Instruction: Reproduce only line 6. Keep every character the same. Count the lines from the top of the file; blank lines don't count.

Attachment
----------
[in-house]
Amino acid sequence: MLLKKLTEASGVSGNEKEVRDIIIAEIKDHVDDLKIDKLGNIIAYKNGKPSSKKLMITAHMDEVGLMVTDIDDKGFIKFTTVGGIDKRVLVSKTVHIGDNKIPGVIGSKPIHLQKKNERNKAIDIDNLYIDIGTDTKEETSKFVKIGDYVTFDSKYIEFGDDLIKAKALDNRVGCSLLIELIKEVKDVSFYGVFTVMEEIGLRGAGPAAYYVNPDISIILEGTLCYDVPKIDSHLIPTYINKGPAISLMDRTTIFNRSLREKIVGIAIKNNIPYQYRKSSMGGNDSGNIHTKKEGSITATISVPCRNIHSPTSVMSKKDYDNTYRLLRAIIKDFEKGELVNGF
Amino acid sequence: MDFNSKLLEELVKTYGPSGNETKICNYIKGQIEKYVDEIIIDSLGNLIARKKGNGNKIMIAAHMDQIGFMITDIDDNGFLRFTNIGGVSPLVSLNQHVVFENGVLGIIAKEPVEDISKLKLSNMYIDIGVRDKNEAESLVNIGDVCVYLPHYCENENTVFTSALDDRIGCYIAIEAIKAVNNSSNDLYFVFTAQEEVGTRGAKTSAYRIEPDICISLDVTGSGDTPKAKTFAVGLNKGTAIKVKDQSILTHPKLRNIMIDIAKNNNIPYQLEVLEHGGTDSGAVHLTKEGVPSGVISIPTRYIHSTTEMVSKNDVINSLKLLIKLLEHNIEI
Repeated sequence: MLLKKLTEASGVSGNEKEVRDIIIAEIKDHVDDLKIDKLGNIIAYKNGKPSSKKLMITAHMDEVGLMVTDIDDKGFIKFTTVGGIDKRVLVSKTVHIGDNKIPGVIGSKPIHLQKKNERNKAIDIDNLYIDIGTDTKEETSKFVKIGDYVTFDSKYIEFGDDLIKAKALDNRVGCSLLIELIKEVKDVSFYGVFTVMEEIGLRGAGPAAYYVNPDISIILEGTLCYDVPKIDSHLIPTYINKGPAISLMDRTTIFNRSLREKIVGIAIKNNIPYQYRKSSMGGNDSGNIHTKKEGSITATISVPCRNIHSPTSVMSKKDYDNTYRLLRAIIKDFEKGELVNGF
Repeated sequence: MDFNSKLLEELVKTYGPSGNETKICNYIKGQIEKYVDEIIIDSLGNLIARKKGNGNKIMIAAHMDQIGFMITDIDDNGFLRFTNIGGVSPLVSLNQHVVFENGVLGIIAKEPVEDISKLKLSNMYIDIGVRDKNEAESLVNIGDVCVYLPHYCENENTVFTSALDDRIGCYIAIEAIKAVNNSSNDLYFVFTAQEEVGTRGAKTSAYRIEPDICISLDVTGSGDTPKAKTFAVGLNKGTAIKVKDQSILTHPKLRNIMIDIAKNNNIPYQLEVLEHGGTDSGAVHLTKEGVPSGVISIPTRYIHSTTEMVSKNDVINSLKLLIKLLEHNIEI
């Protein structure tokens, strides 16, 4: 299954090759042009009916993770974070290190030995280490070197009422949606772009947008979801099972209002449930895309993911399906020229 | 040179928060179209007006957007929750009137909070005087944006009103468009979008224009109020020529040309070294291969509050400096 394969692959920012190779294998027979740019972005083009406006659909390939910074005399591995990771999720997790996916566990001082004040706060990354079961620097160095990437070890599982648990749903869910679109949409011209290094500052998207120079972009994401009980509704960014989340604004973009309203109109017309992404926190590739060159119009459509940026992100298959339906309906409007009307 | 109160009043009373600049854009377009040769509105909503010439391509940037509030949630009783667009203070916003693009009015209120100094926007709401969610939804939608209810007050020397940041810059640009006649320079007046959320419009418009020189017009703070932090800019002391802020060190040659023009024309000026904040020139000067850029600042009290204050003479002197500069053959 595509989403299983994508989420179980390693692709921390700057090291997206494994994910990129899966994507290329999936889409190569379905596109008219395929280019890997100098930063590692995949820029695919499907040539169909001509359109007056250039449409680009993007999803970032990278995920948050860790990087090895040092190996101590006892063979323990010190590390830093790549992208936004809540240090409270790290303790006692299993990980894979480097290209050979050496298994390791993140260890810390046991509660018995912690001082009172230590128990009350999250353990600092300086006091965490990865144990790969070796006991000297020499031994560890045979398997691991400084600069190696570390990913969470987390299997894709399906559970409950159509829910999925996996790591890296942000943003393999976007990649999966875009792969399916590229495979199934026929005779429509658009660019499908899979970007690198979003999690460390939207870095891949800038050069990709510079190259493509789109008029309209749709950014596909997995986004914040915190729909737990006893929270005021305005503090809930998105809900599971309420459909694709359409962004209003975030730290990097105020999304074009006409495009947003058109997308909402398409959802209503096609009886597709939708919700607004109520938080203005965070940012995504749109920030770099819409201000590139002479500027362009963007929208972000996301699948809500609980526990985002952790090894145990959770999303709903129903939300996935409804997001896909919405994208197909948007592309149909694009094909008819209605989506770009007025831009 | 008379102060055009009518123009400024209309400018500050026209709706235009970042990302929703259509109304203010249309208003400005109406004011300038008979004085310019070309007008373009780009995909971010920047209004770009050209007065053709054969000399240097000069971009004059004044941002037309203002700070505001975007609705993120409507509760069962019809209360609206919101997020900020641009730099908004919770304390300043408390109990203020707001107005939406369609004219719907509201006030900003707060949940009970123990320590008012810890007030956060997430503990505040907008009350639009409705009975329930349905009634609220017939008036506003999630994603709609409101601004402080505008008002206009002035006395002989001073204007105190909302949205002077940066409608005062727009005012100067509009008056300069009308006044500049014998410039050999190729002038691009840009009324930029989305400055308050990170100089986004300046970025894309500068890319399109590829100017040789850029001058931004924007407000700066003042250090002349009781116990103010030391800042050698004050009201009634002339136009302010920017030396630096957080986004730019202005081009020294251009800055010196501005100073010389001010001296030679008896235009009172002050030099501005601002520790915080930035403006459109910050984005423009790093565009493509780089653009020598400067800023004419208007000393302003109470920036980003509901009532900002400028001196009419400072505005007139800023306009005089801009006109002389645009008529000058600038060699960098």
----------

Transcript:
């Protein structure tokens, strides 16, 4: 299954090759042009009916993770974070290190030995280490070197009422949606772009947008979801099972209002449930895309993911399906020229 | 040179928060179209007006957007929750009137909070005087944006009103468009979008224009109020020529040309070294291969509050400096 394969692959920012190779294998027979740019972005083009406006659909390939910074005399591995990771999720997790996916566990001082004040706060990354079961620097160095990437070890599982648990749903869910679109949409011209290094500052998207120079972009994401009980509704960014989340604004973009309203109109017309992404926190590739060159119009459509940026992100298959339906309906409007009307 | 109160009043009373600049854009377009040769509105909503010439391509940037509030949630009783667009203070916003693009009015209120100094926007709401969610939804939608209810007050020397940041810059640009006649320079007046959320419009418009020189017009703070932090800019002391802020060190040659023009024309000026904040020139000067850029600042009290204050003479002197500069053959 595509989403299983994508989420179980390693692709921390700057090291997206494994994910990129899966994507290329999936889409190569379905596109008219395929280019890997100098930063590692995949820029695919499907040539169909001509359109007056250039449409680009993007999803970032990278995920948050860790990087090895040092190996101590006892063979323990010190590390830093790549992208936004809540240090409270790290303790006692299993990980894979480097290209050979050496298994390791993140260890810390046991509660018995912690001082009172230590128990009350999250353990600092300086006091965490990865144990790969070796006991000297020499031994560890045979398997691991400084600069190696570390990913969470987390299997894709399906559970409950159509829910999925996996790591890296942000943003393999976007990649999966875009792969399916590229495979199934026929005779429509658009660019499908899979970007690198979003999690460390939207870095891949800038050069990709510079190259493509789109008029309209749709950014596909997995986004914040915190729909737990006893929270005021305005503090809930998105809900599971309420459909694709359409962004209003975030730290990097105020999304074009006409495009947003058109997308909402398409959802209503096609009886597709939708919700607004109520938080203005965070940012995504749109920030770099819409201000590139002479500027362009963007929208972000996301699948809500609980526990985002952790090894145990959770999303709903129903939300996935409804997001896909919405994208197909948007592309149909694009094909008819209605989506770009007025831009 | 008379102060055009009518123009400024209309400018500050026209709706235009970042990302929703259509109304203010249309208003400005109406004011300038008979004085310019070309007008373009780009995909971010920047209004770009050209007065053709054969000399240097000069971009004059004044941002037309203002700070505001975007609705993120409507509760069962019809209360609206919101997020900020641009730099908004919770304390300043408390109990203020707001107005939406369609004219719907509201006030900003707060949940009970123990320590008012810890007030956060997430503990505040907008009350639009409705009975329930349905009634609220017939008036506003999630994603709609409101601004402080505008008002206009002035006395002989001073204007105190909302949205002077940066409608005062727009005012100067509009008056300069009308006044500049014998410039050999190729002038691009840009009324930029989305400055308050990170100089986004300046970025894309500068890319399109590829100017040789850029001058931004924007407000700066003042250090002349009781116990103010030391800042050698004050009201009634002339136009302010920017030396630096957080986004730019202005081009020294251009800055010196501005100073010389001010001296030679008896235009009172002050030099501005601002520790915080930035403006459109910050984005423009790093565009493509780089653009020598400067800023004419208007000393302003109470920036980003509901009532900002400028001196009419400072505005007139800023306009005089801009006109002389645009008529000058600038060699960098």